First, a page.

CAS 72576-80-8

In a study performed according to OECD 405 by Bouffechoux (1999), the eye irritation potential of hexadecanoic acid isooctadecyl ester (CAS 72576-80-8) was evaluated. 0.1 mL test substance was instilled into one eye of 3 rabbits. At the 1-hour reading time point, 3/3 rabbits had slight-moderate conjunctivae (scores 1, 1, 2) and 2/3 had slight chemosis (scores 0, 1, 1). The chemosis had cleared by the 24-hour reading time point, while 3/3 animals still had slight conjunctivae (scores 1, 1, 1). All eye irritation effects were fully reversible within 48 hours.

 

CAS 93803-87-3

The eye irritation potential of 2-octyldodecyl isooctadecanoate (CAS 93803-87-3) was evaluated in a study performed according to OECD 405 (Busschers, 1998). 0.1 mL was instilled into one eye of 3 rabbits and left without washing. Remains of the test substance were noted in the treated eye of 3/3 animals on Day 1, while remains were present on the outside of the eyelids on Day 2 in 1/3 animals. At the 1-hour reading time point 3/3 rabbits had slight conjunctivae (score 1, 1, 1), which was still present in 1/3 rabbits at the 24-hour reading time point. The effect had cleared completely within 48 hours. No other eye irritation effects were observed in any rabbit at any time point.

 

CAS 17671-27-1

Two non-guideline in vitro studies were performed to assess the eye corrosion effects of docosyl docosanoate (CAS 17671-27-1). The first test was a cytotoxicity assay in which fibroblasts from rabbit cornea (SIRC cell line) were exposed to docosyl docosanoate (Boue-Grabot and Guibaud, 2005). The fibroblasts were incubated in plates with a 15% dilution of the test substance in paraffin oil for 30 min, 1h and 4 hrs (at 37 °C), before the cells were dyed with MTT dye. Using the MTT test, the cytotoxicity was determined by measuring the absorption at 570 nm. The ocular irritation was 0.1 of a maximum score of 50 (Ocular Irritation index), indicating a slight irritation potential.

In the second test, the Hen's Egg Test-Chorioallantoic Membrane (HET-CAM) assay was applied according to a protocol endorsed by ICCVAM (Boue-Grabot and Guibaud, 2005). The potential of the test substance to cause (severe) ocular irritancy was measured by its ability to induce toxicity in the chorioallantoic membrane of a chicken egg. A 15% dilution of docosyl docosanoate in paraffin oil was applied to the chorioallantoic membrane of 4 eggs for 20 seconds before rinsing the membrane with 5 mL saline (at 37 °C). The effects were measured by scoring the occurrence and intensity of haemorrhage, coagulation and vessel lysis (hyperaemia). The score is used to classify the irritancy level of the test substance, with a maximum score of 21 indicating a corrosive effect. Hyperaemia score 1 (of 5) was noted in 4/4 eggs, adding up to a combined score of 1.0. This indicates slight irritation according to the scoring system, but no corrosive effects.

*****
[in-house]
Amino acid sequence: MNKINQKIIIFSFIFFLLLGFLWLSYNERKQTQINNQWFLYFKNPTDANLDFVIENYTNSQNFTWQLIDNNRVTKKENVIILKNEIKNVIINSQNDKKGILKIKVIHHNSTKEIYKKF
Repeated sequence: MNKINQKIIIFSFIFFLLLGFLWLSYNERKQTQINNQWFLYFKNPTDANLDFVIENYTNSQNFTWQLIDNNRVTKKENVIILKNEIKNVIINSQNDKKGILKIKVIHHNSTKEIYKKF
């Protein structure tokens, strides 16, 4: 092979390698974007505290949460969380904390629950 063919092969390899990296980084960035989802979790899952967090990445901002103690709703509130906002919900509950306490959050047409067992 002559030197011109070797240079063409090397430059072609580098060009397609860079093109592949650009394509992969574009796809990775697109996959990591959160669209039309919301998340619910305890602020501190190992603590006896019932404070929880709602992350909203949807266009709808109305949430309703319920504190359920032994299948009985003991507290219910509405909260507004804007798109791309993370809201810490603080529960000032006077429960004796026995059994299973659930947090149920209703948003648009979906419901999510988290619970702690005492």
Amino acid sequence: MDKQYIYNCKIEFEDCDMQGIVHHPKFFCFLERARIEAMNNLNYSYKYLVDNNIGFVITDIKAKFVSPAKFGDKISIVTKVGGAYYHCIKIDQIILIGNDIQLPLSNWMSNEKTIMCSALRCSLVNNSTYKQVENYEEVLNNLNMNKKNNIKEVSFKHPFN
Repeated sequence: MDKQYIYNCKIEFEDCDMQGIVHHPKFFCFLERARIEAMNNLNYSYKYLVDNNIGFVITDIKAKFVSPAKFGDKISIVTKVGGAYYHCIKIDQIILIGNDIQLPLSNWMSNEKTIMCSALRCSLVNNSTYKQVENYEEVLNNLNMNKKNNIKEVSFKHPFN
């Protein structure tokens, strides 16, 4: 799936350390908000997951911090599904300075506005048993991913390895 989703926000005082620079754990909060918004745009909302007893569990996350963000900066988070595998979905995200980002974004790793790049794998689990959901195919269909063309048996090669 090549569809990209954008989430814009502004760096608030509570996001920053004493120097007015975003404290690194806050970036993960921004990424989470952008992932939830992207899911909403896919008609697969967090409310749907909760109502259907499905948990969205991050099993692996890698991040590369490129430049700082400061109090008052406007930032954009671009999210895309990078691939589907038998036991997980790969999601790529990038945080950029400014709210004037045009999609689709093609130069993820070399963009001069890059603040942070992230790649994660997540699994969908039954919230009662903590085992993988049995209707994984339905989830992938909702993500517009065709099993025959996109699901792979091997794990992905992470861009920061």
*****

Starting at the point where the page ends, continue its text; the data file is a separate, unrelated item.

Overall conclusion for skin and eye irritation

The results of all the skin irritation studies (representative studies include: Bouffechoux, 1999; Busschers, 1998; Dufour, 1994) indicate that the category members will not cause skin irritation. The results of all the eye irritation studies (representative studies include: Bouffechoux, 1996; Bouffechoux, 1999; Busschers, 1998) indicate that the members of the category will not cause eye irritation.

A detailed reference list is provided in the technical dossier (see IUCLID, section 13) and within CSR.

Justification for classification or non-classification

According to Article 13 of Regulation (EC) No. 1907/2006 "General Requirements for Generation of Information on Intrinsic Properties of substances", information on intrinsic properties of substances may be generated by means other than tests e.g. from information from structurally related substances (grouping or read-across), provided that conditions set out in Annex XI are met. Annex XI, "General rules for adaptation of this standard testing regime set out in Annexes VII to X” states that “substances whose physicochemical, toxicological and ecotoxicological properties are likely to be similar or follow a regular pattern as a result of structural similarity may be considered as a group, or ‘category’ of substances. This avoids the need to test every substance for every endpoint". Since the group concept is applied to the members of the LCAE category, data will be generated from data for reference source substance(s) to avoid unnecessary animal testing. Additionally, once the group concept is applied, substances will be classified and labelled on this basis.

Therefore, based on the group concept, the available data on skin and eye irritation do not meet the classification criteria according to Regulation (EC) 1272/2008 or Directive 67/548/EEC, and are therefore conclusive but not sufficient for classification.